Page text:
The eye is filled with a clear (invisible) jelly-like substance called the vitreous. As a part of the normal aging process, this vitreous starts to contract and pull away from the back of the eye (retina). This usually occurs abruptly and not gradually. When the vitreous pulls away, its structural configuration is changed as it mixes with fluid. The vitreous, once invisible, can now be seen. At first, the liquefied vitreous (often described as floaters) looks very cloudy and can be visually frustrating. However, over time (often months), the floaters lessen and the brain adjusts. These floaters do not significantly bother most patients after a period of adjustment.
When this vitreous jelly pulls away, the most dangerous risk is the potential development of a retinal tear. If a tear occurs, fluid may leak under the retina through the new tear. The retina could then possibly lift off the surface of the inner eye wall and detach.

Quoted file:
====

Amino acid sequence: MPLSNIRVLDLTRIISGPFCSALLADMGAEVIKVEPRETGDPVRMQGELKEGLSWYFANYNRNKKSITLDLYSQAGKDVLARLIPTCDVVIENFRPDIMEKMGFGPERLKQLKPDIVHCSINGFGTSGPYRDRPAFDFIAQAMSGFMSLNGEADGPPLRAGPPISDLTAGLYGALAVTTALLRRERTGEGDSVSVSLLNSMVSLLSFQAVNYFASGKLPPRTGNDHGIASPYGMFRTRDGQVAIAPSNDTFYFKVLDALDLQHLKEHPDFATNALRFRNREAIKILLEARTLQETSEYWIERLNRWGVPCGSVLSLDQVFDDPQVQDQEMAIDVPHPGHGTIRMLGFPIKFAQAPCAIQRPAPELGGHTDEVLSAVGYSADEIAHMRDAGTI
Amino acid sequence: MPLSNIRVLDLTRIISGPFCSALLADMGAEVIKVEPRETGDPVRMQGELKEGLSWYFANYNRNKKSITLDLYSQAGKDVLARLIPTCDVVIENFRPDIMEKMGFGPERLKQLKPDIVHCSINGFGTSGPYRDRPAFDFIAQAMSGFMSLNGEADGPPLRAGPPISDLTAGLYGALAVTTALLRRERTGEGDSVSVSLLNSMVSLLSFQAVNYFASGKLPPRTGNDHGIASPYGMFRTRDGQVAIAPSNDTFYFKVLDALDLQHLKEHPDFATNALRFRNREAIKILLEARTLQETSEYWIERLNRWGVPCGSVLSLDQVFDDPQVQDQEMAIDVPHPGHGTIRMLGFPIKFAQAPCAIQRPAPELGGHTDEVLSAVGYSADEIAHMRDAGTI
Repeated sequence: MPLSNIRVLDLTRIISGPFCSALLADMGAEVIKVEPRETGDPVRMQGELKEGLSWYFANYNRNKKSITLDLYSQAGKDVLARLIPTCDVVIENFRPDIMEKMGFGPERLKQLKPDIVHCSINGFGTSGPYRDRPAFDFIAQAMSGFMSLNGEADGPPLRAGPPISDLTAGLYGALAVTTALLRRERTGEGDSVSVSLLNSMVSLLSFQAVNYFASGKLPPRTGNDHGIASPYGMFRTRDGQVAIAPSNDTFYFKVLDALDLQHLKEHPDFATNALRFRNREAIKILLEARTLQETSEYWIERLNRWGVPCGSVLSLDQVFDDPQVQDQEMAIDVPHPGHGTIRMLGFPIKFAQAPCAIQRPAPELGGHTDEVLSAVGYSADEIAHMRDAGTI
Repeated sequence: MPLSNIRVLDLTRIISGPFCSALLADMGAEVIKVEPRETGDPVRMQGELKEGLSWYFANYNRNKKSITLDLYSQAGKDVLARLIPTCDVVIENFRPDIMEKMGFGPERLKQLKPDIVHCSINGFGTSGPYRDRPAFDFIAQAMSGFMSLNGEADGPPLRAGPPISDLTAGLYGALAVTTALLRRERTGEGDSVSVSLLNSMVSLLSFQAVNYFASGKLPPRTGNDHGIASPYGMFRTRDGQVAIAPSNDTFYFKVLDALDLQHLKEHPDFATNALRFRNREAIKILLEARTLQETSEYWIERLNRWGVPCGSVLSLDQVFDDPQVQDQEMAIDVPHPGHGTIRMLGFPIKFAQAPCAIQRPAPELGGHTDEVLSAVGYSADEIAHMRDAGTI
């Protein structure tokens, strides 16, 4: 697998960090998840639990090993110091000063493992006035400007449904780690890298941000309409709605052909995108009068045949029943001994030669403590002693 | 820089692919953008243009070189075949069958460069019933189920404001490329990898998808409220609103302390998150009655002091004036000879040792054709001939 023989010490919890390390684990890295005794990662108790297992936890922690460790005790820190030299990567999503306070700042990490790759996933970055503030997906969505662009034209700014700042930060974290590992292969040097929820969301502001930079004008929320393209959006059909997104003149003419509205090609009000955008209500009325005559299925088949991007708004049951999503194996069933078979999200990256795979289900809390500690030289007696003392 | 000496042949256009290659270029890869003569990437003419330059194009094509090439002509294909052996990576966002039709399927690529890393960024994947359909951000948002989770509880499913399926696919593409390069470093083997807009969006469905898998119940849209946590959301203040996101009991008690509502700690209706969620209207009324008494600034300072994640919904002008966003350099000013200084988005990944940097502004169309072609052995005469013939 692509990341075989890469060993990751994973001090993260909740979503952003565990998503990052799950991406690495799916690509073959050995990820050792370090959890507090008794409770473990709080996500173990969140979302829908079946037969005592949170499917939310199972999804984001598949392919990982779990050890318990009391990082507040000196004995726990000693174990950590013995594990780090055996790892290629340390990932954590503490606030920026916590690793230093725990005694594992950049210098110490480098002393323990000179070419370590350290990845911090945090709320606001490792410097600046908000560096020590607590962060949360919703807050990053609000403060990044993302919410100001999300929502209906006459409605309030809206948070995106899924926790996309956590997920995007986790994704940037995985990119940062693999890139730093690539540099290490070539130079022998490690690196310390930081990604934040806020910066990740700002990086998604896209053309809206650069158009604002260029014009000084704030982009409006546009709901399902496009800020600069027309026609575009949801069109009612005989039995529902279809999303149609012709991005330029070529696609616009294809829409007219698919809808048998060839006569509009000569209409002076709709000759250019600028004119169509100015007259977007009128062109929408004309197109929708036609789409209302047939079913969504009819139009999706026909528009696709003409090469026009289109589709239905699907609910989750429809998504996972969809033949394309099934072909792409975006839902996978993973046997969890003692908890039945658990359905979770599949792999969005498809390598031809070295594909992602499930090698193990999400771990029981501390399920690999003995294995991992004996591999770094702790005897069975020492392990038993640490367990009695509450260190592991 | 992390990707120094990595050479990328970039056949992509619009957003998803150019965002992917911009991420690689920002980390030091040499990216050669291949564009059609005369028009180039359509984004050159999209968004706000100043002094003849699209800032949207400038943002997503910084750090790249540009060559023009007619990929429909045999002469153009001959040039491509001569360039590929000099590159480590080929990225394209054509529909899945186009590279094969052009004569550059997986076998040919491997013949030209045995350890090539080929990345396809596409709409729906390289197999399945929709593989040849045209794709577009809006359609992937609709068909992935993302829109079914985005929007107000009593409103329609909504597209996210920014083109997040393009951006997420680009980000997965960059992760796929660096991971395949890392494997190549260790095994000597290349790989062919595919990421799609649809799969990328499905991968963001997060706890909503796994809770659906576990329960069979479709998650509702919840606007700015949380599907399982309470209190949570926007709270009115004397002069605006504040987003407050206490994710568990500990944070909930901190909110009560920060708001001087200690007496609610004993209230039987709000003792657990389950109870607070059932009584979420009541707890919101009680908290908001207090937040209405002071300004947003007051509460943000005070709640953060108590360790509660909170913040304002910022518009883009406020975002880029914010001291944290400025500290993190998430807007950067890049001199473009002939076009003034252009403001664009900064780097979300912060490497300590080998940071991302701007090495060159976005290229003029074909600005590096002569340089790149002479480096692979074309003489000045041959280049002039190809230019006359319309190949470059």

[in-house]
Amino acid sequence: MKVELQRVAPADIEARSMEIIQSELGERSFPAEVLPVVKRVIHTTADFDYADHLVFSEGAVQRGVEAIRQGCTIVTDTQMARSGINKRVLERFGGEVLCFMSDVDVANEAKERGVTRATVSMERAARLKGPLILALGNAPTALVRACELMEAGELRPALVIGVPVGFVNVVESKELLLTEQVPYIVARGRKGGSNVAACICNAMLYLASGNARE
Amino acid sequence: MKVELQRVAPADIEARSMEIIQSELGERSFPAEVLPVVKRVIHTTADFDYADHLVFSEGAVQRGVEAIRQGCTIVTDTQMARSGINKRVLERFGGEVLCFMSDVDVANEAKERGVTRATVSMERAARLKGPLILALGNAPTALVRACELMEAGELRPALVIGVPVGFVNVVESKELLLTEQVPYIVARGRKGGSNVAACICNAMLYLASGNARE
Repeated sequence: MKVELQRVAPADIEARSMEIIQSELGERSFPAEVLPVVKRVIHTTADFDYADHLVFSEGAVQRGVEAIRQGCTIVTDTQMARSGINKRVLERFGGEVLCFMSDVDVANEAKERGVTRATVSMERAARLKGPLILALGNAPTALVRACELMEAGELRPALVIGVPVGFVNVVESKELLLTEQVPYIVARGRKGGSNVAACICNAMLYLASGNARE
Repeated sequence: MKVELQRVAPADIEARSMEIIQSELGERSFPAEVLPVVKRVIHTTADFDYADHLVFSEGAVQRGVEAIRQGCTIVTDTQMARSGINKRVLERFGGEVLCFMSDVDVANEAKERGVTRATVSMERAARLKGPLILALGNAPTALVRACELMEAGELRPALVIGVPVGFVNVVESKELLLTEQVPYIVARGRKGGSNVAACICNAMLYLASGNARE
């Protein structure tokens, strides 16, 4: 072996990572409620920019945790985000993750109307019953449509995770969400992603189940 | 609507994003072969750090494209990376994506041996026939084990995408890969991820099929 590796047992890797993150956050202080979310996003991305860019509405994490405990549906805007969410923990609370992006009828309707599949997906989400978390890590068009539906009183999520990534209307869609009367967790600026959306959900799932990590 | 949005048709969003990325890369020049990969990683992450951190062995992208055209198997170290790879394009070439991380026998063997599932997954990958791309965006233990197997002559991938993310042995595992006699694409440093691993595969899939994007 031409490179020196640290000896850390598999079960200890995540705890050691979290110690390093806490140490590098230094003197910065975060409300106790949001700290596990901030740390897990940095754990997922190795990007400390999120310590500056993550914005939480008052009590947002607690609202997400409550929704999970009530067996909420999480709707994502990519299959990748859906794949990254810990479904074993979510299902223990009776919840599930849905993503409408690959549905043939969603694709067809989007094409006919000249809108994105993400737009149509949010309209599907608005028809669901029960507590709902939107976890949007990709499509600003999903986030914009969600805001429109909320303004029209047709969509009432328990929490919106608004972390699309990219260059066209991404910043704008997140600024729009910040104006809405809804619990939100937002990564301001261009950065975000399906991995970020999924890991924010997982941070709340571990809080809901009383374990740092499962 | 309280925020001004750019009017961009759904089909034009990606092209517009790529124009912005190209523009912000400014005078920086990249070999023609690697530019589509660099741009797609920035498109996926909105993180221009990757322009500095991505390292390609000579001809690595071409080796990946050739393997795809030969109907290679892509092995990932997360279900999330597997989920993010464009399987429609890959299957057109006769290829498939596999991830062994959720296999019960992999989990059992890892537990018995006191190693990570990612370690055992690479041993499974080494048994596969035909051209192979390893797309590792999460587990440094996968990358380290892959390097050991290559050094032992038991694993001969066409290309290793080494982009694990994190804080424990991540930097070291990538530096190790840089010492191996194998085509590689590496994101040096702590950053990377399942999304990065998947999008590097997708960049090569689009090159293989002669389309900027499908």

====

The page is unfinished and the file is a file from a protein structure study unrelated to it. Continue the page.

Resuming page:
Symptoms of new floaters, and/or flashes of light, should alert a patient to the possibility of a vitreous detachment. A visit to any eye doctor should be scheduled promptly to make sure a retinal tear or detachment is not present.